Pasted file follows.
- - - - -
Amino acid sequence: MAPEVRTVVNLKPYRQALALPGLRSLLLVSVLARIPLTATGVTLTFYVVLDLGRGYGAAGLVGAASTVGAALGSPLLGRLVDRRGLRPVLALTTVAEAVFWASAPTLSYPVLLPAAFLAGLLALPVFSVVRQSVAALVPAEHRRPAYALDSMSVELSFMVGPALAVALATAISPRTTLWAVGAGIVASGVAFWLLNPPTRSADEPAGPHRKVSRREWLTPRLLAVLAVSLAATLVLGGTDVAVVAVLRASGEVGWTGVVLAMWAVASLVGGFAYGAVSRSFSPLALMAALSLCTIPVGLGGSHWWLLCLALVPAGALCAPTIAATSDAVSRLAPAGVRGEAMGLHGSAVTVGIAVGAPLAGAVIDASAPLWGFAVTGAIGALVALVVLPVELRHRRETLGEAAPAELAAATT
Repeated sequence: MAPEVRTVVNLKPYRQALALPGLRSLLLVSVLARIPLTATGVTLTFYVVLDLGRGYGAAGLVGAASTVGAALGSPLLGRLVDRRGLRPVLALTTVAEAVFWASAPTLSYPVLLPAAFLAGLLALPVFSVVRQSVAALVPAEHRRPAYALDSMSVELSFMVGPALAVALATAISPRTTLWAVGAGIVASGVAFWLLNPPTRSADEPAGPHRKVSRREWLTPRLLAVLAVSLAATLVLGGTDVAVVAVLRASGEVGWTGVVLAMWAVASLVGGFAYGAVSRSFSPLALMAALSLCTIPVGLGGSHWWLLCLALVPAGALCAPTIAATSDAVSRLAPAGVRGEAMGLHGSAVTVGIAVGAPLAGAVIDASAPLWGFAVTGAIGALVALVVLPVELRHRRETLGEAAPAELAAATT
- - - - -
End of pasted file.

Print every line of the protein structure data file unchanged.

Amino acid sequence: MAPEVRTVVNLKPYRQALALPGLRSLLLVSVLARIPLTATGVTLTFYVVLDLGRGYGAAGLVGAASTVGAALGSPLLGRLVDRRGLRPVLALTTVAEAVFWASAPTLSYPVLLPAAFLAGLLALPVFSVVRQSVAALVPAEHRRPAYALDSMSVELSFMVGPALAVALATAISPRTTLWAVGAGIVASGVAFWLLNPPTRSADEPAGPHRKVSRREWLTPRLLAVLAVSLAATLVLGGTDVAVVAVLRASGEVGWTGVVLAMWAVASLVGGFAYGAVSRSFSPLALMAALSLCTIPVGLGGSHWWLLCLALVPAGALCAPTIAATSDAVSRLAPAGVRGEAMGLHGSAVTVGIAVGAPLAGAVIDASAPLWGFAVTGAIGALVALVVLPVELRHRRETLGEAAPAELAAATT
Repeated sequence: MAPEVRTVVNLKPYRQALALPGLRSLLLVSVLARIPLTATGVTLTFYVVLDLGRGYGAAGLVGAASTVGAALGSPLLGRLVDRRGLRPVLALTTVAEAVFWASAPTLSYPVLLPAAFLAGLLALPVFSVVRQSVAALVPAEHRRPAYALDSMSVELSFMVGPALAVALATAISPRTTLWAVGAGIVASGVAFWLLNPPTRSADEPAGPHRKVSRREWLTPRLLAVLAVSLAATLVLGGTDVAVVAVLRASGEVGWTGVVLAMWAVASLVGGFAYGAVSRSFSPLALMAALSLCTIPVGLGGSHWWLLCLALVPAGALCAPTIAATSDAVSRLAPAGVRGEAMGLHGSAVTVGIAVGAPLAGAVIDASAPLWGFAVTGAIGALVALVVLPVELRHRRETLGEAAPAELAAATT